Today I will provide information that will help you interpret the estimation and postestimation results from Stata’s Arellano–Bond estimator **xtabond**, the most common linear dynamic panel-data estimator. Read more…

I discuss the code for a simple estimation command to focus on the details of how to implement an estimation command. The command that I discuss estimates the mean by the sample average. I begin by reviewing the formulas and a do-file that implements them. I subsequently introduce ado-file programming and discuss two versions of the command. Along the way, I illustrate some of the postestimation features that work after the command.

This is the fourth post in the series **Programming an estimation command in Stata**. I recommend that you start at the beginning. See Programming an estimation command in Stata: A map to posted entries for a map to all the posts in this series. Read more…

I use features new to Stata 14.1 to estimate an average treatment effect (ATE) for a probit model with an endogenous treatment. In 14.1, we added new prediction statistics after **mlexp** that **margins** can use to estimate an ATE.

I am building on a previous post in which I demonstrated how to use **mlexp** to estimate the parameters of a probit model with sample selection. Our results match those obtained with **biprobit**; see [R] biprobit for more details. In a future post, I use these techniques to estimate treatment-effect parameters not yet available from another Stata command. Read more…

I discuss a pair of examples that illustrate the differences between global macros and local macros. You can view this post as a technical appendix to the previous post in the #StataProgramming series, which introduced global macros and local macros.

In every command I write, I use local macros to store stuff in a workspace that will not alter a user’s data and to make my code easier to read. A good understanding of the differences between global macros and local macros helps me to write better code. The essential differences between global macros and local macros can be summarized in two points. Read more…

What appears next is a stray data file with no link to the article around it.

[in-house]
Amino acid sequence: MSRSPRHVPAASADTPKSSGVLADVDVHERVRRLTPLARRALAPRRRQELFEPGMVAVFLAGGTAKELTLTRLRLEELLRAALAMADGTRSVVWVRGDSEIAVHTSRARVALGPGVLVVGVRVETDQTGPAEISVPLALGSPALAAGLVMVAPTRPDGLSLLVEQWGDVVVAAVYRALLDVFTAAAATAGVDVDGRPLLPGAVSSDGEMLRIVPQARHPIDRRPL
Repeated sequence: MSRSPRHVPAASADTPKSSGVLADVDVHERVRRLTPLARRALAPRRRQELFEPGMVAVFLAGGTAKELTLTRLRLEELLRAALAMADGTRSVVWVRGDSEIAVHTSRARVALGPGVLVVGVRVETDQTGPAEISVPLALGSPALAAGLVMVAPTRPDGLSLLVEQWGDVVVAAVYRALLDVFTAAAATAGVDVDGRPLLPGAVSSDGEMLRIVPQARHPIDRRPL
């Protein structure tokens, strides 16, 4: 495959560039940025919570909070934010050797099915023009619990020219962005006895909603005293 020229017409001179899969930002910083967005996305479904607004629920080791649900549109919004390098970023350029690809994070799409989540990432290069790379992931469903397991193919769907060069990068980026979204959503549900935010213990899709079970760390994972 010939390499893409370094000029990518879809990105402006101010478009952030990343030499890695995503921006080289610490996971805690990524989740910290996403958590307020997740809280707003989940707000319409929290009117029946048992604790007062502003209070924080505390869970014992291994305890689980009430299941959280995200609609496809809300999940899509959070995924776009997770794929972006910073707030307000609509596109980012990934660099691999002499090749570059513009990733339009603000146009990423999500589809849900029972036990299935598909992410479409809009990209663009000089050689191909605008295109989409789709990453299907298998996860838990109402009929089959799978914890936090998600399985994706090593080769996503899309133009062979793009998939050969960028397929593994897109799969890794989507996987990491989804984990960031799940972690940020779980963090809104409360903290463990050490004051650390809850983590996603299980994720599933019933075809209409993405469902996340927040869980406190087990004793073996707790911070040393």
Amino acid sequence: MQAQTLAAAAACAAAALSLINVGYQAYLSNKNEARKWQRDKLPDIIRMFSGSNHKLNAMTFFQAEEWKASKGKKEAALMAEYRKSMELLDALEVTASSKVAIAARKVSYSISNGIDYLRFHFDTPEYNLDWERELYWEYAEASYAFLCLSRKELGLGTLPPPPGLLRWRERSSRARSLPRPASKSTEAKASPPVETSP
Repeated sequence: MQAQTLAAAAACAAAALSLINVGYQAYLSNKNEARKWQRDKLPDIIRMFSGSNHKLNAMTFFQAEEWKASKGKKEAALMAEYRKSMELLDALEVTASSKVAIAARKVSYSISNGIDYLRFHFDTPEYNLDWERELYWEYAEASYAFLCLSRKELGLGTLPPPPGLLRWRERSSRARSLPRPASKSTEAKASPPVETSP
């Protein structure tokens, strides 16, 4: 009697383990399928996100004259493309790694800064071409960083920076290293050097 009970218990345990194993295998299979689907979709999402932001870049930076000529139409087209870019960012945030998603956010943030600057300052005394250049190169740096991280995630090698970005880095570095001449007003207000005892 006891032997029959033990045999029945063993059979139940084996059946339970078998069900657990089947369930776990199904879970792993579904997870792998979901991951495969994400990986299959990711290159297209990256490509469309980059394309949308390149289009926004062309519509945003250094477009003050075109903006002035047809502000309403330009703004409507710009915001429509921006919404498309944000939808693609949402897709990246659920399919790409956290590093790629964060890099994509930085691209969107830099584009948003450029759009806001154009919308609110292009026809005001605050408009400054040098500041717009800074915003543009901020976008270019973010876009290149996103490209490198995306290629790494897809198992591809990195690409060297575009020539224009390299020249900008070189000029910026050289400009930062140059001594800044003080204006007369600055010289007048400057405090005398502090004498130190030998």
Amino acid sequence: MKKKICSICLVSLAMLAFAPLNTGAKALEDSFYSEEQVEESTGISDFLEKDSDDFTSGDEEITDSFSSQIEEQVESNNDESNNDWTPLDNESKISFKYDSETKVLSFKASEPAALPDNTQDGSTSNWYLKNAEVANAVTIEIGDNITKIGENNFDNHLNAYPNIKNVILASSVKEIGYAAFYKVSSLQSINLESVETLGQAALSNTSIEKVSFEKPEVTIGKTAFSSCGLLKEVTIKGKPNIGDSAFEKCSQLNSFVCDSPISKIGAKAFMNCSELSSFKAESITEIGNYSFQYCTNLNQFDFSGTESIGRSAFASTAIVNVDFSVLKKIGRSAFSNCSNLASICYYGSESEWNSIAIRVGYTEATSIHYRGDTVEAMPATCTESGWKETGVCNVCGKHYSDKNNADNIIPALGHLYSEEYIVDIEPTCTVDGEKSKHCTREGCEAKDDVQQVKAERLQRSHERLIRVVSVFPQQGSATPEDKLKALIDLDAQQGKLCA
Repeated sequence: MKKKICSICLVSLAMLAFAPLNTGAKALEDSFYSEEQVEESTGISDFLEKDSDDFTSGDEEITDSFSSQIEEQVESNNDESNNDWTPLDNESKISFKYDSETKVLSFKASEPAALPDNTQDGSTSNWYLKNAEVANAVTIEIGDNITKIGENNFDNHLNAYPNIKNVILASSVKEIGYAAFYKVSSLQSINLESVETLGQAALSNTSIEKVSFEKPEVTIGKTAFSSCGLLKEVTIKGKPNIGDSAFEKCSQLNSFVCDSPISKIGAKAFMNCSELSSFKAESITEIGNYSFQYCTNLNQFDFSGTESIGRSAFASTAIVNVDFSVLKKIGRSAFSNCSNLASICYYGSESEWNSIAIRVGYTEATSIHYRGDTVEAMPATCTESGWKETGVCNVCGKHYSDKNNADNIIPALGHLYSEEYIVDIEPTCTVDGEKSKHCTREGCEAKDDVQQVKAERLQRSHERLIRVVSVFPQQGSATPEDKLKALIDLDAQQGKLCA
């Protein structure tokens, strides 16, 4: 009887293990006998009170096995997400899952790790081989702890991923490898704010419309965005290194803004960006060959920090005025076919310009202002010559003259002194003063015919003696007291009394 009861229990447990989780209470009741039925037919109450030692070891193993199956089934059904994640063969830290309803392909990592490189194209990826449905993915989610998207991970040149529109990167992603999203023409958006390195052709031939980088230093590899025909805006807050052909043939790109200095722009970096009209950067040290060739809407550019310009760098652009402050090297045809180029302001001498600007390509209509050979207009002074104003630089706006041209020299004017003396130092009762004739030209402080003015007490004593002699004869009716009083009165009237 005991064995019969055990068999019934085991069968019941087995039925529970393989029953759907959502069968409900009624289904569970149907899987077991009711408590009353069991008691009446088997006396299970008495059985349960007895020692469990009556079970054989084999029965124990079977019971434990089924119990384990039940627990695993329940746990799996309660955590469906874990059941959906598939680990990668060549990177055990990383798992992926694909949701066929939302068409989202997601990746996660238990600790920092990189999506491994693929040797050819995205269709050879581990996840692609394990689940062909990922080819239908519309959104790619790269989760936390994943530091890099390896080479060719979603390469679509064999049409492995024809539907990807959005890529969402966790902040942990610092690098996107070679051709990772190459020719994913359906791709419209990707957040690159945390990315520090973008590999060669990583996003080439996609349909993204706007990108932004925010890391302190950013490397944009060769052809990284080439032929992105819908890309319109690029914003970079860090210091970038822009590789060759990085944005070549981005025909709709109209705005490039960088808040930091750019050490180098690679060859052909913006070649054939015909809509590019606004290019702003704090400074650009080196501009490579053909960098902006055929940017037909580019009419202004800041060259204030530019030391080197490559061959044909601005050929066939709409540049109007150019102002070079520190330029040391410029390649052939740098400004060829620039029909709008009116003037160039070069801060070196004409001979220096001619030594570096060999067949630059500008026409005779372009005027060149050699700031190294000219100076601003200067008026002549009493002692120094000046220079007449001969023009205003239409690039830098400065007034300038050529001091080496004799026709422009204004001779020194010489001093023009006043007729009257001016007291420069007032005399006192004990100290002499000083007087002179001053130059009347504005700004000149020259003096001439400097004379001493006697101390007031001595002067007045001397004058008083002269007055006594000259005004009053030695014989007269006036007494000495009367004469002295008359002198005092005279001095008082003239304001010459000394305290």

Today I will discuss Mundlak’s (1978) alternative to the Hausman test. Unlike the latter, the Mundlak approach may be used when the errors are heteroskedastic or have intragroup correlation. Read more…

If you tell me “I program in Stata”, it makes me happy, but I do not know what you mean. Do you write scripts to make your research reproducible, or do you write Stata commands that anyone can use and reuse? In the series #StataProgramming, I will show you how to write your own commands, but I start at the beginning. Discussing the difference between scripts and commands here introduces some essential programming concepts and constructions that I use to write scripts and commands.

This is the second post in the series **Programming an estimation command in Stata**. I recommend that you start at the beginning. See Programming an estimation command in Stata: A map to posted entries for a map to all the posts in this series. Read more…

**Overview**

In a previous post, David Drukker demonstrated how to use **mlexp** to estimate the degree of freedom parameter in a chi-squared distribution by maximum likelihood (ML). In this post, I am going to use **mlexp** to estimate the parameters of a probit model with sample selection. I will illustrate how to specify a more complex likelihood in **mlexp** and provide intuition for the probit model with sample selection. Our results match the **heckprobit** command; see **[R] heckprobit** for more details. Read more…